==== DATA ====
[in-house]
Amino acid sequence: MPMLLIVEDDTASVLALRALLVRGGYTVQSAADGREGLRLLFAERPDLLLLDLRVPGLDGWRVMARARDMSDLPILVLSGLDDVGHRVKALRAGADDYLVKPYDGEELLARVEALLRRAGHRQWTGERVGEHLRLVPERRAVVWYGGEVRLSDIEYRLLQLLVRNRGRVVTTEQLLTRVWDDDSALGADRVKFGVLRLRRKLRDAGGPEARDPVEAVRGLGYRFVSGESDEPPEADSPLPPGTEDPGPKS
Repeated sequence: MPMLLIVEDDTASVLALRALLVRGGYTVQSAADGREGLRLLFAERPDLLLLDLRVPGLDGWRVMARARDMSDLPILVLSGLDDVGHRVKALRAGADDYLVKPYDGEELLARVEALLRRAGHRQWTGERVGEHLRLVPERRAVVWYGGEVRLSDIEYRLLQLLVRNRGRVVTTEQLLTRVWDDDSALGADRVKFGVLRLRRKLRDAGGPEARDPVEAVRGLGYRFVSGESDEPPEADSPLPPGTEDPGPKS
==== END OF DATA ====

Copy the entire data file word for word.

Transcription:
[in-house]
Amino acid sequence: MPMLLIVEDDTASVLALRALLVRGGYTVQSAADGREGLRLLFAERPDLLLLDLRVPGLDGWRVMARARDMSDLPILVLSGLDDVGHRVKALRAGADDYLVKPYDGEELLARVEALLRRAGHRQWTGERVGEHLRLVPERRAVVWYGGEVRLSDIEYRLLQLLVRNRGRVVTTEQLLTRVWDDDSALGADRVKFGVLRLRRKLRDAGGPEARDPVEAVRGLGYRFVSGESDEPPEADSPLPPGTEDPGPKS
Repeated sequence: MPMLLIVEDDTASVLALRALLVRGGYTVQSAADGREGLRLLFAERPDLLLLDLRVPGLDGWRVMARARDMSDLPILVLSGLDDVGHRVKALRAGADDYLVKPYDGEELLARVEALLRRAGHRQWTGERVGEHLRLVPERRAVVWYGGEVRLSDIEYRLLQLLVRNRGRVVTTEQLLTRVWDDDSALGADRVKFGVLRLRRKLRDAGGPEARDPVEAVRGLGYRFVSGESDEPPEADSPLPPGTEDPGPKS